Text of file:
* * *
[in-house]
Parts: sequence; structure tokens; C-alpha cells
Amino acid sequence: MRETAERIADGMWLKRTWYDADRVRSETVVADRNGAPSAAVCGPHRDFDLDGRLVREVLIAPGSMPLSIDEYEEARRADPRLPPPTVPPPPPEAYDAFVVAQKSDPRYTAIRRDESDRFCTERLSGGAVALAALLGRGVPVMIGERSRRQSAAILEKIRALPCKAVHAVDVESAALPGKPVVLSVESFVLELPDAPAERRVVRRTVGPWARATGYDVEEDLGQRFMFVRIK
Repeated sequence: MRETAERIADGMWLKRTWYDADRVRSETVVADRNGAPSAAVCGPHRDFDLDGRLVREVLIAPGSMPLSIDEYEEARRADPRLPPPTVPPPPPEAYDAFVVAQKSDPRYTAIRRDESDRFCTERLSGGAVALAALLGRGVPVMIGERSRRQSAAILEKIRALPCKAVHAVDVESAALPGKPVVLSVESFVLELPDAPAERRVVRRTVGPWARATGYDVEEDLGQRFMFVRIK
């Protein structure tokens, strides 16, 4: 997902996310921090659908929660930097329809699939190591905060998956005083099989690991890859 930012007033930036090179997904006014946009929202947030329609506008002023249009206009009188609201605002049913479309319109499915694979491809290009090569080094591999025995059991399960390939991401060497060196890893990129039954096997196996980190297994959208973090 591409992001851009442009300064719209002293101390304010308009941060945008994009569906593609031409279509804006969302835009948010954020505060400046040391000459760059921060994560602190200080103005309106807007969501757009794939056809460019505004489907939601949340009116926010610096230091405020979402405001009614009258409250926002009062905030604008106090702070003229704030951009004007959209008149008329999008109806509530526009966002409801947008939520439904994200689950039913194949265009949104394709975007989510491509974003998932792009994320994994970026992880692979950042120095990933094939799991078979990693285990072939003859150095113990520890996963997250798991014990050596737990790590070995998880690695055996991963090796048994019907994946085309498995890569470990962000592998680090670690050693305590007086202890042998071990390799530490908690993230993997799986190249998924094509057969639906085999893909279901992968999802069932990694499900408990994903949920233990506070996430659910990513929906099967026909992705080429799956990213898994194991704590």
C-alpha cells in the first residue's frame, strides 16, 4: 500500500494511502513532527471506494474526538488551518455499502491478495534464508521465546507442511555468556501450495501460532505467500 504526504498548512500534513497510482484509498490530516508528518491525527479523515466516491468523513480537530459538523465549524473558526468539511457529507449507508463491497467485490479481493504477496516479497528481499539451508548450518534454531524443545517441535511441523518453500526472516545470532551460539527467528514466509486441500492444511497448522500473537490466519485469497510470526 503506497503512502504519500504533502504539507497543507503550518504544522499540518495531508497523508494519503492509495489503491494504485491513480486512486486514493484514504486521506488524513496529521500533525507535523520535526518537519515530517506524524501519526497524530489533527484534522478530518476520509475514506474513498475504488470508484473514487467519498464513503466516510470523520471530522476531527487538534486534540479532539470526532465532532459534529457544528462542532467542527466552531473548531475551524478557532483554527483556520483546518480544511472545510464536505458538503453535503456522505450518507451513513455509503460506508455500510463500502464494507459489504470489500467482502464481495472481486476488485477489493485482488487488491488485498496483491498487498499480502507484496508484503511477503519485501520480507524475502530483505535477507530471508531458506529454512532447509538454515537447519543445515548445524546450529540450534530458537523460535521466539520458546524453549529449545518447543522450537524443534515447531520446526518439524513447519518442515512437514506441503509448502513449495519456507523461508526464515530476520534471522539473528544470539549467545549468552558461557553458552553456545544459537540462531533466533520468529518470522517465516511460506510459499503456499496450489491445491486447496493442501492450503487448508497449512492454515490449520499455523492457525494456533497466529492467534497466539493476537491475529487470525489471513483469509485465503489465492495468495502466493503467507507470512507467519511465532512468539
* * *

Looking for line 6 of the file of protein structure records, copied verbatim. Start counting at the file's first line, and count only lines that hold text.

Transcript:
C-alpha cells in the first residue's frame, strides 16, 4: 500500500494511502513532527471506494474526538488551518455499502491478495534464508521465546507442511555468556501450495501460532505467500 504526504498548512500534513497510482484509498490530516508528518491525527479523515466516491468523513480537530459538523465549524473558526468539511457529507449507508463491497467485490479481493504477496516479497528481499539451508548450518534454531524443545517441535511441523518453500526472516545470532551460539527467528514466509486441500492444511497448522500473537490466519485469497510470526 503506497503512502504519500504533502504539507497543507503550518504544522499540518495531508497523508494519503492509495489503491494504485491513480486512486486514493484514504486521506488524513496529521500533525507535523520535526518537519515530517506524524501519526497524530489533527484534522478530518476520509475514506474513498475504488470508484473514487467519498464513503466516510470523520471530522476531527487538534486534540479532539470526532465532532459534529457544528462542532467542527466552531473548531475551524478557532483554527483556520483546518480544511472545510464536505458538503453535503456522505450518507451513513455509503460506508455500510463500502464494507459489504470489500467482502464481495472481486476488485477489493485482488487488491488485498496483491498487498499480502507484496508484503511477503519485501520480507524475502530483505535477507530471508531458506529454512532447509538454515537447519543445515548445524546450529540450534530458537523460535521466539520458546524453549529449545518447543522450537524443534515447531520446526518439524513447519518442515512437514506441503509448502513449495519456507523461508526464515530476520534471522539473528544470539549467545549468552558461557553458552553456545544459537540462531533466533520468529518470522517465516511460506510459499503456499496450489491445491486447496493442501492450503487448508497449512492454515490449520499455523492457525494456533497466529492467534497466539493476537491475529487470525489471513483469509485465503489465492495468495502466493503467507507470512507467519511465532512468539